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The Book of Secrets by Fiona Kidman


Fiona Kidman wastes no time in setting the mood of her 1985 novel The Book of Secrets, which is populated with women accustomed to solitude, whether emotional or physical, chosen or forced upon them. This

edition, released for the 160th anniversary of the arrival from Nova Scotia of the first European settlers to Waipu, presents a story that has lost none of its power.


It opens in 1953, as Maria McClure reflects on 55 years spent alone in Waipu, “away from the society of people in the world.” Maria is the inheritor of a bizarre legacy that began nearly 14 decades earlier in Ullapool, Scotland. From real events – a slow migration led by a zealous preacher from the British Isles to Nova Scotia and finally Australia and New Zealand – Kidman crafts the fiction of three generations of women striving for freedom from the dominance of men and the yoke of societal expectation.


Maria shares the steeliness of her grandmother, Isabella, and the resilience and reticence of both women, considered mad by those around them, is merely a self-protective withdrawal from society. Certainly, Isabella endures enough trauma and hardship to consign a thousand Berthas to the attic.


Isabella’s complex connection with ‘the Man’, the charismatic and puritanical preacher Norman McLeod, is pivotal in the early plot of The Book of Secrets, and endures through her marriage to Duncan MacQuarrie and the McLeod-led departure from Scotland of the couple with 400 others in 1817.


Kidman eschews an examination of McLeod’s psyche in favour of revealing him through Isabella’s impression. Seemingly both attracted to and repulsed by the controlling preacher, in one encounter, she regards him coolly, his mouth “set in a tight line with a downward inflection at the corners, as if trying to hide something . . . [with] a fullness which might have been a tender curve had he allowed it full play.”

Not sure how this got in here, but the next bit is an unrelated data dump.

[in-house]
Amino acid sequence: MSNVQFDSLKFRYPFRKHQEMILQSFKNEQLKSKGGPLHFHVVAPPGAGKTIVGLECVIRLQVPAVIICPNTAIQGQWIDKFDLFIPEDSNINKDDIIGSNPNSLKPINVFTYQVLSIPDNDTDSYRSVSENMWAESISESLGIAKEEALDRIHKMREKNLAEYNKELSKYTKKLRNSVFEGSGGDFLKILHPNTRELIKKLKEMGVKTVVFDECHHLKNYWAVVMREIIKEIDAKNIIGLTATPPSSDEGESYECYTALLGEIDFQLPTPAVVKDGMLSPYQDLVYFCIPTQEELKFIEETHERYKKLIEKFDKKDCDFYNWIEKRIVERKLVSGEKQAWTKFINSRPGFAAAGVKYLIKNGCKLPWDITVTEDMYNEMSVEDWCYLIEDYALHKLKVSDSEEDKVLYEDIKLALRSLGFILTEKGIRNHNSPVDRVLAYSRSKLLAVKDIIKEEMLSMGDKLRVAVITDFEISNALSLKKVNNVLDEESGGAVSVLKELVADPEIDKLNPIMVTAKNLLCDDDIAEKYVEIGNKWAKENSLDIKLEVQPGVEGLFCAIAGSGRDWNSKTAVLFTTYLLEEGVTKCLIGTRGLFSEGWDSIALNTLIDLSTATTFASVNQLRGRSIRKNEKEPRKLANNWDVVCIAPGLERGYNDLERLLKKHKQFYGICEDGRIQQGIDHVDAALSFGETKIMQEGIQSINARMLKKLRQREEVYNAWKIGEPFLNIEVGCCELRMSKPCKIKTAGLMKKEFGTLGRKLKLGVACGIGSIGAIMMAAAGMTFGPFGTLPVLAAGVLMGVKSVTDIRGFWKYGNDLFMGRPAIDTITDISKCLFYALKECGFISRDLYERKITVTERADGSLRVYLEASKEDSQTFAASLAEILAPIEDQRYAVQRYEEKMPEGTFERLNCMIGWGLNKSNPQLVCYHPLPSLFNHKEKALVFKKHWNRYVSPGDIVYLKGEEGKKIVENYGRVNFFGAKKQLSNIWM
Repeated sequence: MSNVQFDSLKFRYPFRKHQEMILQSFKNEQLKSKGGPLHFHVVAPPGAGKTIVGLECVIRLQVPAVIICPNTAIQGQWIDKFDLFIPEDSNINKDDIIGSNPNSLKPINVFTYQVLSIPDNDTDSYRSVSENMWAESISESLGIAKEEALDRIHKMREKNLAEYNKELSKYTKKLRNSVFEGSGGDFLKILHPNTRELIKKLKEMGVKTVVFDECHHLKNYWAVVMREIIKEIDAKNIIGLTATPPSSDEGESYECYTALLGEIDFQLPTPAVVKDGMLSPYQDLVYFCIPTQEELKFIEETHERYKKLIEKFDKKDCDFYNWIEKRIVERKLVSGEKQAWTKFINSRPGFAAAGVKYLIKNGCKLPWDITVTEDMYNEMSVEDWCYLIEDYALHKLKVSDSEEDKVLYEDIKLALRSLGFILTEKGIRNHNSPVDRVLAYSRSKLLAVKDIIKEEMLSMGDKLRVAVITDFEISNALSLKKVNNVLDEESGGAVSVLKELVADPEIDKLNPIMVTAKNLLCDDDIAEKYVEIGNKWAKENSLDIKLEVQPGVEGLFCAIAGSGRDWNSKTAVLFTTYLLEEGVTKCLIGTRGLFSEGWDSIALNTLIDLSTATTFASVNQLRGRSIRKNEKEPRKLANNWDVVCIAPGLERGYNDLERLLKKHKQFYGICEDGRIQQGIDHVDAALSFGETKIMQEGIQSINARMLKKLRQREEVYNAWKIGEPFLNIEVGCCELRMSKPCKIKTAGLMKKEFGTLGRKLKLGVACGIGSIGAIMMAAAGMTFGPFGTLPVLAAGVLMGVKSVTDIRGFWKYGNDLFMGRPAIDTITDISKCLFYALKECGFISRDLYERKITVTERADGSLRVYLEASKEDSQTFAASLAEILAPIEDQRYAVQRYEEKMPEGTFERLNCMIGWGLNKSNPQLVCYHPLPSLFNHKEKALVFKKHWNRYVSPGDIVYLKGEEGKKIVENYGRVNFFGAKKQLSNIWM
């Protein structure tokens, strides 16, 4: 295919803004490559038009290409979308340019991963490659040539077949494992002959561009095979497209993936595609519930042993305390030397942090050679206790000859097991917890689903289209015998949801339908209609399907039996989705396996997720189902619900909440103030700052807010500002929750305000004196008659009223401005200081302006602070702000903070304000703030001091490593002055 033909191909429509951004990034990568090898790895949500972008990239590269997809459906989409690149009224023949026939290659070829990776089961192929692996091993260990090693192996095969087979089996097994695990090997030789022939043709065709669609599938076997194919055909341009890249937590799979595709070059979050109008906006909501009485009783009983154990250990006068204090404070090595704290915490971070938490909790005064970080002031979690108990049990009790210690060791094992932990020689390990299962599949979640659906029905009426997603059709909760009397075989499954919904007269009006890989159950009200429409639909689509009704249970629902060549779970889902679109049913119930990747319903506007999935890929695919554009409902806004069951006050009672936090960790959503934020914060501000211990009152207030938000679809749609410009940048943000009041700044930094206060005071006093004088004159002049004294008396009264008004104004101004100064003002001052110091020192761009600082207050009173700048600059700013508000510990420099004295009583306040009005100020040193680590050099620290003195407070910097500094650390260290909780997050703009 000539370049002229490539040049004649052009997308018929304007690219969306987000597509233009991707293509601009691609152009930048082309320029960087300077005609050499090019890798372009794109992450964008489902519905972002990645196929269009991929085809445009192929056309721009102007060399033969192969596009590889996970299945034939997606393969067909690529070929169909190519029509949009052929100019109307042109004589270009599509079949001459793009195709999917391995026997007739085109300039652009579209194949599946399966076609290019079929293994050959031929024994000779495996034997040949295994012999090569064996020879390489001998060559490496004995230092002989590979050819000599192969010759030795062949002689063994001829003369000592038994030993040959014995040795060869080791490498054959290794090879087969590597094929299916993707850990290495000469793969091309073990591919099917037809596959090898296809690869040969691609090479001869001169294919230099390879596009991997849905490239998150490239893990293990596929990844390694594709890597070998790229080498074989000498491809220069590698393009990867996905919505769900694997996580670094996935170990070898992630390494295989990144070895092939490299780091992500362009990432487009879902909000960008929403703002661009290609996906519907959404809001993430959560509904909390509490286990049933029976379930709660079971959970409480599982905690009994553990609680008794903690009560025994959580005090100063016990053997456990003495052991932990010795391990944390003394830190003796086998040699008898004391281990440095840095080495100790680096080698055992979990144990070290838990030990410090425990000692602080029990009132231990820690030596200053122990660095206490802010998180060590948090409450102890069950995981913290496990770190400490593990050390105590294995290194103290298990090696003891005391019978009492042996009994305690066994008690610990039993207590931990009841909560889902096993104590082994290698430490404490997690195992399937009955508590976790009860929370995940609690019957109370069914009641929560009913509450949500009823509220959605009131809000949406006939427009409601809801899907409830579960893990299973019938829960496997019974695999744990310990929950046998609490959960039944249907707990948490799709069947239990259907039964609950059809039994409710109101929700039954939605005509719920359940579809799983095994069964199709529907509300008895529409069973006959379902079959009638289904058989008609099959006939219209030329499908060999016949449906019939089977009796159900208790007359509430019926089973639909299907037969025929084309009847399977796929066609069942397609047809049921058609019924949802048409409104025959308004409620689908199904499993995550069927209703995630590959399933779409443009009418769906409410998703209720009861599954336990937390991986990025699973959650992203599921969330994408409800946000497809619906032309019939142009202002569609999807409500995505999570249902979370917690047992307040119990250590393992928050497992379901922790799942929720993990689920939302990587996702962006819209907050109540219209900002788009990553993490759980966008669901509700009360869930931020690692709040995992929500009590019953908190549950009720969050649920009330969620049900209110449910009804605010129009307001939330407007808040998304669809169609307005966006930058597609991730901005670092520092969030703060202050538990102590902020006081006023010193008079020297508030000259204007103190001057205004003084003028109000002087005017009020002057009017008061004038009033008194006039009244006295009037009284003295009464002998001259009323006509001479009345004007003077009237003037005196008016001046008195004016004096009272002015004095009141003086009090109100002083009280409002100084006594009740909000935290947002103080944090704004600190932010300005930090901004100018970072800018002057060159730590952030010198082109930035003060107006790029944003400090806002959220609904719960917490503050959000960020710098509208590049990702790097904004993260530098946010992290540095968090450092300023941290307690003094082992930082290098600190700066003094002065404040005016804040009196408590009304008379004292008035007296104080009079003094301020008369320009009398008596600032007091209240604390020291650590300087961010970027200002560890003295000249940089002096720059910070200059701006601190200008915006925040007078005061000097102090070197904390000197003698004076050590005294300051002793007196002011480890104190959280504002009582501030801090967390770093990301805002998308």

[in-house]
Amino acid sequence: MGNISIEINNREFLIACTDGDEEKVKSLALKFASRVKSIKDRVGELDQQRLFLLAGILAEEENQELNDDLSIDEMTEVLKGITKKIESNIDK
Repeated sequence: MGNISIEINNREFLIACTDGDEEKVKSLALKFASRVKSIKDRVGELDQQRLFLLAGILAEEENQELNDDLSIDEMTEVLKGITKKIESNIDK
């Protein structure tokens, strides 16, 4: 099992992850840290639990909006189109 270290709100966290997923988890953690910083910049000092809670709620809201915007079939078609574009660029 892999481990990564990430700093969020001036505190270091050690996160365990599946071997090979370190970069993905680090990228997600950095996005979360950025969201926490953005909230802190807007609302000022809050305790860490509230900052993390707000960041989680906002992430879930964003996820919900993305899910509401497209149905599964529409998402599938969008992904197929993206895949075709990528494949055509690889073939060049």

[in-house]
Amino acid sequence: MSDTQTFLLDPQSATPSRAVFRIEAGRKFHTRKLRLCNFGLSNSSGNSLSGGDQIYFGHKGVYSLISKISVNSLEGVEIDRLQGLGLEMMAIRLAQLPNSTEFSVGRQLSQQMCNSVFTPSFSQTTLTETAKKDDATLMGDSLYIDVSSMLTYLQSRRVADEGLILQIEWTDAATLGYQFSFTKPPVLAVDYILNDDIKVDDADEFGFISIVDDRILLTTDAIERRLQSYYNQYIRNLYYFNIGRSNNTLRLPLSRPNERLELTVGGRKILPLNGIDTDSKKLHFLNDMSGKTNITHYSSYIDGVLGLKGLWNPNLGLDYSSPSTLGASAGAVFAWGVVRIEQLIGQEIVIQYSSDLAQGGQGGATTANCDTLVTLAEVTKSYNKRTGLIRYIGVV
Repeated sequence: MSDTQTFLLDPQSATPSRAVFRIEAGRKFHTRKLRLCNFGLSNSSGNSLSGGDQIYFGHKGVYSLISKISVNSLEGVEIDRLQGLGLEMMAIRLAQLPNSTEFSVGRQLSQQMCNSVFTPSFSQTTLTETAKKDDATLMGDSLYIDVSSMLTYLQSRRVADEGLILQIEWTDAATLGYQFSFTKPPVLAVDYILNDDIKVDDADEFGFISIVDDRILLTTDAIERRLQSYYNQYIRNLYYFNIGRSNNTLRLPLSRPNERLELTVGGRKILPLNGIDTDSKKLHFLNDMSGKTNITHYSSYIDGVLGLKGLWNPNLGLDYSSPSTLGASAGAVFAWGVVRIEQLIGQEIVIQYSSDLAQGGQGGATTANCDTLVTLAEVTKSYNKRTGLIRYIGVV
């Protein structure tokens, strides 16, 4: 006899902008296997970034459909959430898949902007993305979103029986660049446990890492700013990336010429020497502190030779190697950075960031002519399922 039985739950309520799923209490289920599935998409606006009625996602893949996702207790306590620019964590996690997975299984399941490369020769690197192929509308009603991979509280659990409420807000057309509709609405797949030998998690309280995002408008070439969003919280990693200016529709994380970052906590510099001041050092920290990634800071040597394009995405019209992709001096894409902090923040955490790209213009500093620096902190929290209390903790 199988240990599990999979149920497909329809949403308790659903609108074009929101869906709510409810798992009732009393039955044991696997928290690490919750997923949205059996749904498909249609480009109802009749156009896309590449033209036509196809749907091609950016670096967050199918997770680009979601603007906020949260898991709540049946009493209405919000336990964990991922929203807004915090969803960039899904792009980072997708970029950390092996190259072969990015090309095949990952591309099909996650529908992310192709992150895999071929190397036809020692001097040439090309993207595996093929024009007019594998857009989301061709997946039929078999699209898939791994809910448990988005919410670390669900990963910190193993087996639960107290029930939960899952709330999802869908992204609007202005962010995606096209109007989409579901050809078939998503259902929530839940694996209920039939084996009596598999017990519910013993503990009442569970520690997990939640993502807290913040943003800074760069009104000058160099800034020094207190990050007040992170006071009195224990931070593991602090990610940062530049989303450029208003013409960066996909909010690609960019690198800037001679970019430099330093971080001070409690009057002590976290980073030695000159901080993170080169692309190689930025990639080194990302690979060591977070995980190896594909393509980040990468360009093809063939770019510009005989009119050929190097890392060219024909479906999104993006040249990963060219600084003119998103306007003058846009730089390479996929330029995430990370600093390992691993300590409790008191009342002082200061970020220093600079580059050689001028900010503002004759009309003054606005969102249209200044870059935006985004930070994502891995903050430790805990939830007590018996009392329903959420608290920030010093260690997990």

Isabella’s strength is not shared by McLeod’s put-upon wife Mary, whose grim existence is devoid of kindness or regard from her husband. Isabella’s story, told in part through letters to her sister-in-law and her own diaries (cherished by Maria as the ‘book of secrets’ that links her to her heritage and divulges painful family truths), is succeeded by that of Annie, the meek daughter of Isabella and her second husband.


At this point, against the backdrop of the famine that afflicted residents of Cape Breton Island in the mid-nineteenth century, the oppression forged by McLeod’s teachings enters the domestic sphere, with a blended family that is a picture of disharmony and that splinters upon the final landing in New Zealand. Maria, defiant from the moment of conception, is the sole issue of the unhappy marriage of Annie, who endures multiple late-stage miscarriages.


Kidman is concerned chiefly with the experience of women, and this, combined with the clarity of her prose and the thematic exploration of madness, faith, passionate love, and the dangers of curiosity, likens her work to that of the Brontës. But, as she shows, what would once seem world-ending can ultimately be prosaic: when McLeod dies “one yellow afternoon,” “the world carried on.” The Man was only a man.


Previously reviewed on Coast FM

Reviewed by Stephanie Jones

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